Can you mourn the loss of your eating disorder? Recovering from an eating disorder or disordered eating is a complicated nonlinear process, similar to mourning. I recall shouting at my therapist to tell me exactly what to do and I would do it step by step. I tried to explain to her that I wasn’t an ordinary client, I was goal-driven, special, and an overachiever. She looked at me like I was asking her for money, shocked and confused. It’s a messy process with layers that are individualized for each person.
This is complicated grief. I am referring to the identity attached, beliefs formed, a body that is desired, and perhaps the physical attachments we have formed with individuals. We’re mourning the loss of those in eating disorder recovery.
Most people are able to relate to this. Maybe we lost our dream home, relationship, promotion, or job, or maybe we are struggling with infertility. What was the attachment about? We know we are left with anger, disappointment, and grief. I know when I break it down this way it doesn’t sound like a fun process. However, once we are able to mourn, something beautiful emerges and we give ourselves permission to heal and create a new way of existing. Let’s look at this in 3 different ways.
What makes you, you? Do you over-identify more with your profession? Your role? (i.e mother, daughter, son, uncle). Are you the smart one, the runner, the overachiever? Some of these labels are passed down to us and others we cling onto like someone is going to steal them.
Let’s reassess what doesn’t serve us or “fit” us anymore. This could be in a literal or metaphorical sense. I donate clothes this time of year because, let’s be honest, holding on to jeans that don’t fit you does not feel good. This could also be part of reassessing our identities and thinking about the thoughts and beliefs that no longer serve us.
Part of reassessing is also integrating. Integrating what beliefs we want to continue operating from and which need to be left behind. We tend to think mourning is only reserved for the ones that have passed away. However, we go through this process on a regular basis. We are mourning the thoughts and beliefs that once fit us perfectly only to find out that one day those beliefs no longer serve us.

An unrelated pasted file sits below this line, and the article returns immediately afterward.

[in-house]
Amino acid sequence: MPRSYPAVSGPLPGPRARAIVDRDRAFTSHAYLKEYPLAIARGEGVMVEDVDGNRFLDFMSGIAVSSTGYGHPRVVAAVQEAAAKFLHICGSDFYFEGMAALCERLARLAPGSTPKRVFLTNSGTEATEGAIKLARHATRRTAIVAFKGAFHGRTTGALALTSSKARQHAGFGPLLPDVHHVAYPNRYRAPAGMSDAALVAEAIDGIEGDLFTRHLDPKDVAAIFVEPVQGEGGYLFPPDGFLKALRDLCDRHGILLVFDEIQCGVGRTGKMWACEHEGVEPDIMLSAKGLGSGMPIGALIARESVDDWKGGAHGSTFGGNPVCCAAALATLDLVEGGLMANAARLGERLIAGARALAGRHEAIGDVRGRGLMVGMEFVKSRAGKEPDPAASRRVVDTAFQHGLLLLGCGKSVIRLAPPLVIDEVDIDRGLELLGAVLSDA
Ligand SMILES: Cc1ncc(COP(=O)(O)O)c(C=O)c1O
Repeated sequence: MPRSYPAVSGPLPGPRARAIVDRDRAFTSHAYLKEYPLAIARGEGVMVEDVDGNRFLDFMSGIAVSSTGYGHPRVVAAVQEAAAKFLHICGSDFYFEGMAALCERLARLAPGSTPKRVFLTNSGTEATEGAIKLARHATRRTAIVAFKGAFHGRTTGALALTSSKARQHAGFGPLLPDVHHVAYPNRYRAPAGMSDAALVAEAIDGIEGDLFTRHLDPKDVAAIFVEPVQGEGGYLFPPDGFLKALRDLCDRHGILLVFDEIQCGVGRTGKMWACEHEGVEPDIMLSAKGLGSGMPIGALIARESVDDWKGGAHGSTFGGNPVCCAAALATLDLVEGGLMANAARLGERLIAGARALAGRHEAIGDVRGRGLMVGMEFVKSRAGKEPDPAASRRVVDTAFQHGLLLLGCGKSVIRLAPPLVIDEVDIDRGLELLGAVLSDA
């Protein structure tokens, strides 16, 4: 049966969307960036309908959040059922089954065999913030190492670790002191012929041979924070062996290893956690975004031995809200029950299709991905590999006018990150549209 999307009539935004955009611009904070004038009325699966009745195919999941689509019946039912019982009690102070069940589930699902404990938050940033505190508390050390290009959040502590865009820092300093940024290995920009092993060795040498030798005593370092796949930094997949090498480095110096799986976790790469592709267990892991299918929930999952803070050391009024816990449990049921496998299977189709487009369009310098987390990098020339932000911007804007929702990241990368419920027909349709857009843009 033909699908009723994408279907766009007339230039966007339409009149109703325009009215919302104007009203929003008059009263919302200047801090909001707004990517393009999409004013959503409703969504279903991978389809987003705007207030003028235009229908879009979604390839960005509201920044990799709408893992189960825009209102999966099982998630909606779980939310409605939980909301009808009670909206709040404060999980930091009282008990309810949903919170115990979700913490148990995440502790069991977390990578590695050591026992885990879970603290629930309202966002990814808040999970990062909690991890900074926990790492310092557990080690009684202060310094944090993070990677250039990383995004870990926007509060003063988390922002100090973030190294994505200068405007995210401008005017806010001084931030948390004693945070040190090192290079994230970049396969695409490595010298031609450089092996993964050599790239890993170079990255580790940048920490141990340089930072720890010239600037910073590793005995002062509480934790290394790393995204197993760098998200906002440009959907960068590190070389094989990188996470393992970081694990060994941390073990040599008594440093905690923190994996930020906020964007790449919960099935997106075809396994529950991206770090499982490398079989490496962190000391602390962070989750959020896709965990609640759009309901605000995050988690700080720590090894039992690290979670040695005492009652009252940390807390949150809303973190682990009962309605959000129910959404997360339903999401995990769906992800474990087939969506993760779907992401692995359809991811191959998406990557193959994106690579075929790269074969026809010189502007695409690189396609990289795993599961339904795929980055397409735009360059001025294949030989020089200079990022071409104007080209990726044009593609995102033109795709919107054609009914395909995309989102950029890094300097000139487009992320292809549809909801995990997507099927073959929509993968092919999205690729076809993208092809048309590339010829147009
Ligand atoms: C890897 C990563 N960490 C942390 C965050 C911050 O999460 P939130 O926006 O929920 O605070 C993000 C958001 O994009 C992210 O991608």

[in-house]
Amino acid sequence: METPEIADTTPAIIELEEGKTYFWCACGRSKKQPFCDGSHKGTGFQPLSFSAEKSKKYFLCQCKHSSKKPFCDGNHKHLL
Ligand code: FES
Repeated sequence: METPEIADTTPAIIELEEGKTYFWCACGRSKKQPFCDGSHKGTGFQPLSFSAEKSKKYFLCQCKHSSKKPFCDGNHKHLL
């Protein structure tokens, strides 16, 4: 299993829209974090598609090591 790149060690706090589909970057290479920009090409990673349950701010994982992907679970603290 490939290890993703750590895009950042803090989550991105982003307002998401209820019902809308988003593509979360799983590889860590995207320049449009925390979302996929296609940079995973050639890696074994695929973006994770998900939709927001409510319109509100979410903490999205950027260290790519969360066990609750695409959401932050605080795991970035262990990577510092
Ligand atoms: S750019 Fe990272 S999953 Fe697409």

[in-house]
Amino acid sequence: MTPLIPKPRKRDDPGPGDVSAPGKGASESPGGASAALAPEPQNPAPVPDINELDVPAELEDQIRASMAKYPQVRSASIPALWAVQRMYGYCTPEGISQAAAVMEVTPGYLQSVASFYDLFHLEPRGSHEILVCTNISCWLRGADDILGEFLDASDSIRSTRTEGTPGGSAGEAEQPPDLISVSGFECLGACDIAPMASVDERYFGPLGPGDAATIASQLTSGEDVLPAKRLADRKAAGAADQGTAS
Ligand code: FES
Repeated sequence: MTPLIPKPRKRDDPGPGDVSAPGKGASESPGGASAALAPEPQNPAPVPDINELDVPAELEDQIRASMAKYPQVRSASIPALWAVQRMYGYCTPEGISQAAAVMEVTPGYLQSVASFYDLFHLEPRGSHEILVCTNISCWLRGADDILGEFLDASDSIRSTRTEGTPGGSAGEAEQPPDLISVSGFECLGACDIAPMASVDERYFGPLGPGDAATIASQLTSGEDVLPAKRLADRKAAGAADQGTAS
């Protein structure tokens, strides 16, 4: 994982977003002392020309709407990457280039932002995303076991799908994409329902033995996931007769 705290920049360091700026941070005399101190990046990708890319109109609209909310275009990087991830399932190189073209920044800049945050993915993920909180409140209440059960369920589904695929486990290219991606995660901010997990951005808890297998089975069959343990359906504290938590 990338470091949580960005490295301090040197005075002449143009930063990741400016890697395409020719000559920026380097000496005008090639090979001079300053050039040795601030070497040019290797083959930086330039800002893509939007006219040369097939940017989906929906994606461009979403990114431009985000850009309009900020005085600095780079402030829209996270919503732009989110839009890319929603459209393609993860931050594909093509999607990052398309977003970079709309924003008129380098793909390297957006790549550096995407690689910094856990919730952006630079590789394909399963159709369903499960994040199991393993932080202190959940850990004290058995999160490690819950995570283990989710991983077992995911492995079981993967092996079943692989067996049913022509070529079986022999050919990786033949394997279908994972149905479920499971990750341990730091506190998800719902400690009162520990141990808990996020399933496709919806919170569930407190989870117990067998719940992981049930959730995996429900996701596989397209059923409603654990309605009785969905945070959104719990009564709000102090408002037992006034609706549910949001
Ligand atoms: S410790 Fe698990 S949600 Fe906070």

I once had a client who would often say she wished we would not exist in a physical form. Instead, we would walk around as colors of light. I remember thinking how poetic that statement was. Like many of us, she struggled with caring for herself. It was a struggle to have a good relationship with food and body.
I get it. I have yet to meet the person that wakes up each morning loving every inch of their body. Our moods vary and the feelings we have about ourselves fluctuate as well. Our identities change during different stages of life and so does our relationship with our bodies.
Being honest with ourselves is a helpful start and will provide some clarity in the attachment we hold in wanting a certain body type, weight, or age.
Friends and Support
Now this one might be tricky. Family and friends might have a difficult time seeing you change and mourn the loss of your eating disorder. As you are mourning and shedding layers, some family members and friends, might not embrace this. It might be uncomfortable for them or even bring up some of their own personal grief.
It would be helpful to work with your individual therapist to further guide you through this. It’s helpful to recognize that mourning is very personal. Although there is strength in the community, everyone is going through their own personal process. My dark humor is a tool that assists me in daily life and my work. When I’ve had some difficult sessions at the end my clients and I will say, Happy Mourning!